THE MEANING OF MANTRAS
A SIMPLE PHRASE WE REPEAT DAILY CAN GIVE US POWER OVER OUR BUSY BRAINS
Many spiritual tools and concepts can enrich and even transform your life when you truly understand their potency and how to apply them in your daily ritual. I’ve spent more than a decade studying yoga, meditation, reiki, plant medicine, holistic healing modalities, Eastern religions, and psychology...all the while being a busy working mom, wife, and friend. I'm often asked, “What’s the deal with this?" or "Does [blank] really work? This column will delve into the story behind the esoterica and guide you into incorporating it into your life in an approachable, beneficial way. Below, we look at mantras, the practice used for thousands of years to transport us beyond our thoughts.
In her 2019 commencement speech at Colorado College, Oprah revealed her personal mantra to the bright-eyed graduates: “Everything is always working out for me. Everything is always working out for me.” She didn’t pause to define the term “mantra” because, due in large part to Oprah herself, it has become a part of pop culture lexicon.
But what does “mantra” really mean, and what gives it this transformational magic? Do you simply repeat, “everything is always working out for me,” in the mirror enough times and suddenly all you’ve been pining after becomes yours and all your wildest dreams come true? And if it is truly that easy, why aren’t we all doing it with rigor? Turns out Ms. Winfrey’s mantra isn’t exactly what the Vedas—the ancient sacred texts of Hinduism where the origin of mantra is traced—had in mind. In our fast-paced, tech-fueled times, however, mantra is an incredibly powerful tool that when used consistently and correctly, can have you meditating for longer periods of time comfortably, feeling relaxed yet purposeful, and focused on your goals.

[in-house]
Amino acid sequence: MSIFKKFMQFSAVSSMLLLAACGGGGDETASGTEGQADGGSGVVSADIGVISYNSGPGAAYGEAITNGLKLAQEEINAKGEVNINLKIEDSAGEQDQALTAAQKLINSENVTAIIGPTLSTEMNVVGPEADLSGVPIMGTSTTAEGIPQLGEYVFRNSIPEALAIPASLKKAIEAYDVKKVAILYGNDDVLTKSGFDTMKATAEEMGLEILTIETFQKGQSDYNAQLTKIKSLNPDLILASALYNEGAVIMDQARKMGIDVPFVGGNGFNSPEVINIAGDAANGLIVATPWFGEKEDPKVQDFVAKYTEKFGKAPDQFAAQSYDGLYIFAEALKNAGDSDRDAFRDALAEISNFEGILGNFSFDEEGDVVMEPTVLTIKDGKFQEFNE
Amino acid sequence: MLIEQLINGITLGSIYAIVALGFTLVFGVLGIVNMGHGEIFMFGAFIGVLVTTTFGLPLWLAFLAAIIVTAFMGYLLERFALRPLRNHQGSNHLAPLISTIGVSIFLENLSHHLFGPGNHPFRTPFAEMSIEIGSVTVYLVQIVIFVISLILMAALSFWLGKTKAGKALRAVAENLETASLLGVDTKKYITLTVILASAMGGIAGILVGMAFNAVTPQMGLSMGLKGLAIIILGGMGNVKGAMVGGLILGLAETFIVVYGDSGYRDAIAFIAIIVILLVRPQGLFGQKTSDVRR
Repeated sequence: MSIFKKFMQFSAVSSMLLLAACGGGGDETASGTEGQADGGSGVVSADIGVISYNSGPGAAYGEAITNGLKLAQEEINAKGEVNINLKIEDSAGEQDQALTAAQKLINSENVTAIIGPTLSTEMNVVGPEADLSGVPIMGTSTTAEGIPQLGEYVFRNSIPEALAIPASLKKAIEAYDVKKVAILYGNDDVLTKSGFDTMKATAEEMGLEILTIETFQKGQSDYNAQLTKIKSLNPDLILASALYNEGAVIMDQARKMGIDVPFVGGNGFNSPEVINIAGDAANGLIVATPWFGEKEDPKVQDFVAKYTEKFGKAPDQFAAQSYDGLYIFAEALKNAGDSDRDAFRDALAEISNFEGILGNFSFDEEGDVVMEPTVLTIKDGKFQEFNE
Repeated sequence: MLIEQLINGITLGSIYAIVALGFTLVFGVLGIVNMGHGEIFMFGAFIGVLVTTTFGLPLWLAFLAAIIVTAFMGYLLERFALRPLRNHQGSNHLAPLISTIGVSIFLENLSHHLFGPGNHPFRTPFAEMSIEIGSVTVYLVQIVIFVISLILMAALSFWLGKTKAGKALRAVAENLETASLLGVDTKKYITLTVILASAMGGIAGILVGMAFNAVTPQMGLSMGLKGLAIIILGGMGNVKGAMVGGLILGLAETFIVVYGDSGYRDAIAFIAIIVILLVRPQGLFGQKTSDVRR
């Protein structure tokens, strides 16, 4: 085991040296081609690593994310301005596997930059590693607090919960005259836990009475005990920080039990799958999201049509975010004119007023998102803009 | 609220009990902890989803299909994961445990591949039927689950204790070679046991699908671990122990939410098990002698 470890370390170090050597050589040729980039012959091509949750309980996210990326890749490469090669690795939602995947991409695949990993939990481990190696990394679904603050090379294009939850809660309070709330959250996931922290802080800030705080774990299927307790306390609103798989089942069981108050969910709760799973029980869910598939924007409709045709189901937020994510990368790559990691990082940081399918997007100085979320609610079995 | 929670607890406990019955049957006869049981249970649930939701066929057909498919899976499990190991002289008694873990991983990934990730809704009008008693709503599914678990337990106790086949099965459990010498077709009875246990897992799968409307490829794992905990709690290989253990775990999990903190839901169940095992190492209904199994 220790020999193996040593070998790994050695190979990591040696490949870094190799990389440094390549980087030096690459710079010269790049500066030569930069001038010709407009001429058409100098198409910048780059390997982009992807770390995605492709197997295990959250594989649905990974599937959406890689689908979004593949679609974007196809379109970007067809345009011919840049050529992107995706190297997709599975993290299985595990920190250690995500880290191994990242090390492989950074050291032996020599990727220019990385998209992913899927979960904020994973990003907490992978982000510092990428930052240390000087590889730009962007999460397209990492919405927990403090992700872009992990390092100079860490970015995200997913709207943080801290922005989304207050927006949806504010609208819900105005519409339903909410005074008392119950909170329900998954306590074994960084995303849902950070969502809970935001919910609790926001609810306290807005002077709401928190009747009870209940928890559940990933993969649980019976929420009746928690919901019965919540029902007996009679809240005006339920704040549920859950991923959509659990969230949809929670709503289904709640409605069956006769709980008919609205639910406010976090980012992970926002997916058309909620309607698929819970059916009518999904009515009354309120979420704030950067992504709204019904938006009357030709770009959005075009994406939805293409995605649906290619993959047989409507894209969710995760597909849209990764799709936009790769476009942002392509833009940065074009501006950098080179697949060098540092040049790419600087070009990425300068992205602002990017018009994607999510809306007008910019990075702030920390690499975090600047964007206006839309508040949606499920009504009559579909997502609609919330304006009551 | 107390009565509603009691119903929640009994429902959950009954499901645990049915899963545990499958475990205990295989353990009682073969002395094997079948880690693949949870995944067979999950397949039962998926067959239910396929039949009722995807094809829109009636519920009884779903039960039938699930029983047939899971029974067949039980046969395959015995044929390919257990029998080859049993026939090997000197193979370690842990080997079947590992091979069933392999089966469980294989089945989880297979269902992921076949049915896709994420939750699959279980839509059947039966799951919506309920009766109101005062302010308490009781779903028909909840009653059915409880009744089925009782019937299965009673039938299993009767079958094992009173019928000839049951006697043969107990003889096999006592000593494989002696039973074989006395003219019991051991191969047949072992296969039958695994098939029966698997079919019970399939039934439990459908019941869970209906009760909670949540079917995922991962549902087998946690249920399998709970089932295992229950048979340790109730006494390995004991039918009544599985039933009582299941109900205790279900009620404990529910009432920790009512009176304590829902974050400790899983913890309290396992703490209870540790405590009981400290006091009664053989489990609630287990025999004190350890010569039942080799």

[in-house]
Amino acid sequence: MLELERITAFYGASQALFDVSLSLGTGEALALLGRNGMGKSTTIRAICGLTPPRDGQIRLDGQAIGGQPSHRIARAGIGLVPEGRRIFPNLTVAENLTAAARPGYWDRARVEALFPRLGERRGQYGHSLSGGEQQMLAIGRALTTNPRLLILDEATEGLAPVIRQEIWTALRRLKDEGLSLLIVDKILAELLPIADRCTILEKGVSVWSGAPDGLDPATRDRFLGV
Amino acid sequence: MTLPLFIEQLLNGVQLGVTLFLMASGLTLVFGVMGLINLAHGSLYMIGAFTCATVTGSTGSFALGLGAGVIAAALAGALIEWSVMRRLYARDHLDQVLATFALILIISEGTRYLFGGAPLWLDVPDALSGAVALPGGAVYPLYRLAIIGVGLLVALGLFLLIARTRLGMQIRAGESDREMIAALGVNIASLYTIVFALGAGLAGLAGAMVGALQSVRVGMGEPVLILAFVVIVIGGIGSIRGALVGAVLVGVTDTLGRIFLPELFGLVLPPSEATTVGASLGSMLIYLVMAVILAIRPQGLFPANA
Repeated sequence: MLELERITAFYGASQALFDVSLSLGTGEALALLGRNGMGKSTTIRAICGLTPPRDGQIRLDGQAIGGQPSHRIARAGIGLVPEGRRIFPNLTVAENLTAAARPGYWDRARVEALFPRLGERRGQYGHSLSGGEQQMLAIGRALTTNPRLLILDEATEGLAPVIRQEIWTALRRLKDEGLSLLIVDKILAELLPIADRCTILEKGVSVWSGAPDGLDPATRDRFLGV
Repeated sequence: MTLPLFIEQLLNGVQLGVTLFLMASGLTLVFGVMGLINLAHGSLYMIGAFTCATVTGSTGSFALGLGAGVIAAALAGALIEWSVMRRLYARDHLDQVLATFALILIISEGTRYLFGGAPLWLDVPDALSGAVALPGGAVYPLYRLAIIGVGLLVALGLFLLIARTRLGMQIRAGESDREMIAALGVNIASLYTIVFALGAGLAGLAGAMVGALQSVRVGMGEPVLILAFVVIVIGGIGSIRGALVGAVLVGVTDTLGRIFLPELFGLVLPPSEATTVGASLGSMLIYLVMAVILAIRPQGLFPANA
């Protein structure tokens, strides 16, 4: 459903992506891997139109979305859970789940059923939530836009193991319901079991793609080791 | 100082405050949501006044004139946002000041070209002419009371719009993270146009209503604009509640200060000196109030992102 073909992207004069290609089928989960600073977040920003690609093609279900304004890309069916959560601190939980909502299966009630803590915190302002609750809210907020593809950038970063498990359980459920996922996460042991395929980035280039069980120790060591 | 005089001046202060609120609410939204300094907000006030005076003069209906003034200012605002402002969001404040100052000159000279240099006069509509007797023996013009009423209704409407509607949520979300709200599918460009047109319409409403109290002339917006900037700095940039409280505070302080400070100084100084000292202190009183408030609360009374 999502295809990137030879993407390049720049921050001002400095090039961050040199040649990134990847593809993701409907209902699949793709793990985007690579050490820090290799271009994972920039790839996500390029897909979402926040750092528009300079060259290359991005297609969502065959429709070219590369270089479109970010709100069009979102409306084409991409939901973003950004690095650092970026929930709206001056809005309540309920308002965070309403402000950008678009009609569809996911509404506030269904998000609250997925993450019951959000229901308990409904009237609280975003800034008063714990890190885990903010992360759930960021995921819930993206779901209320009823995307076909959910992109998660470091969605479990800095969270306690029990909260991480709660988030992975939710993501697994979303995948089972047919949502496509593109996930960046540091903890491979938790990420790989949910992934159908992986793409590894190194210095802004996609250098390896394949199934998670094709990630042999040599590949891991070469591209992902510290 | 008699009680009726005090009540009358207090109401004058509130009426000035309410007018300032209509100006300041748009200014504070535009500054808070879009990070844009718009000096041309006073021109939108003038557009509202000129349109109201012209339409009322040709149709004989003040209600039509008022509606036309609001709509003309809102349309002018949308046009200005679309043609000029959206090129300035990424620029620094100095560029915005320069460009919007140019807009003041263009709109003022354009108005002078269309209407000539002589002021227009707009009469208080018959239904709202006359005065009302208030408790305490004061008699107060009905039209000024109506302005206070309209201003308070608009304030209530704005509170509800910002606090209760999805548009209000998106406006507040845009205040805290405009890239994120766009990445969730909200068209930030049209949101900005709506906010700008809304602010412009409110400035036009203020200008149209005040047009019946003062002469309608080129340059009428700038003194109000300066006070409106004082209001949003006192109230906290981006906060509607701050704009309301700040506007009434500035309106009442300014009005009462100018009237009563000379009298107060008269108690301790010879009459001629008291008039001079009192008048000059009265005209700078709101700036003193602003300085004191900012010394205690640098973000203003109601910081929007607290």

What’s In a Word?
Like many new-age terms, mantra is a Sanskrit word, comprised of the root words “manas” meaning mind/to-think, and “tra” meaning vehicle. So a man-tra is literally a “mind-vehicle” or a way to transport us beyond our thoughts. A mantra can be a powerful, affirming statement or simply a collection of resonant symbols with no literal meaning. Mantras derive just as much power from what they steer you away from—busy, swirling thoughts—as they do from what they might steer you towards. Traditional Sanskrit mantras, including the primordial sound of “Om” which students chant to open and close yoga practice, are said to be especially potent because of the vibratory quality of the syllables in this ancient language.
The cornerstone of many popular meditation schools, including celeb-fave Transcendental Meditation (T.M.), is the repetition of one’s personal mantra. When you undergo T.M. training, a teacher gives you a personal, secret mantra that you repeat silently during your twice-daily 20-minute practice. T.M. mantras are all traditional Sanskrit mantras and in the T.M. methodology, an effective mantra must be a meaningless sound—so you don’t get caught up focusing on its meaning instead of meditating—and must have a resonant vibration that is pleasing to the mind and naturally attracts attention. In that way, the mind settles into the mantra rather than feeling forced to focus on it, lulling the meditator deeper and deeper into blissful awareness.
By selecting a mantra that directs our mind intentionally—whether it be a meaningless sound that helps us chill or an inspiring phrase that helps us focus—we take power back over our busy brains.
And this bliss is not only happening “in your head,” so to speak. In Kundalini yoga, mantras are often chanted aloud in a rigorous and systematic manner. Here, the focus is not only on the sound and vibrations, but on the way the tip of the tongue touches the 84 energy meridians in the roof of the mouth. “Yogic mantras stimulate the secretions of the pituitary gland, which is located only millimeters from the palate.” The gentle pressure of the tongue to the hard palate - the area right behind your upper teeth on the roof of your mouth - when chanting something simple like, “Sa Ta Na Ma,” sends signals via these energy meridians to the glands and organs associated with them. This will, “orchestrate a healing response and send out packets of information in the form of neurotransmitters and chemicals in the brain and throughout the body,” writes Dharma Sing Khalsa, M.D. Kundalini practitioners assert that when you are vibrating at a certain frequency, you attract that frequency. Specific mantras are used to change our internal vibrations and thus call in that which we are seeking externally to us like a magnet. In other words, “your vibe attracts your tribe.”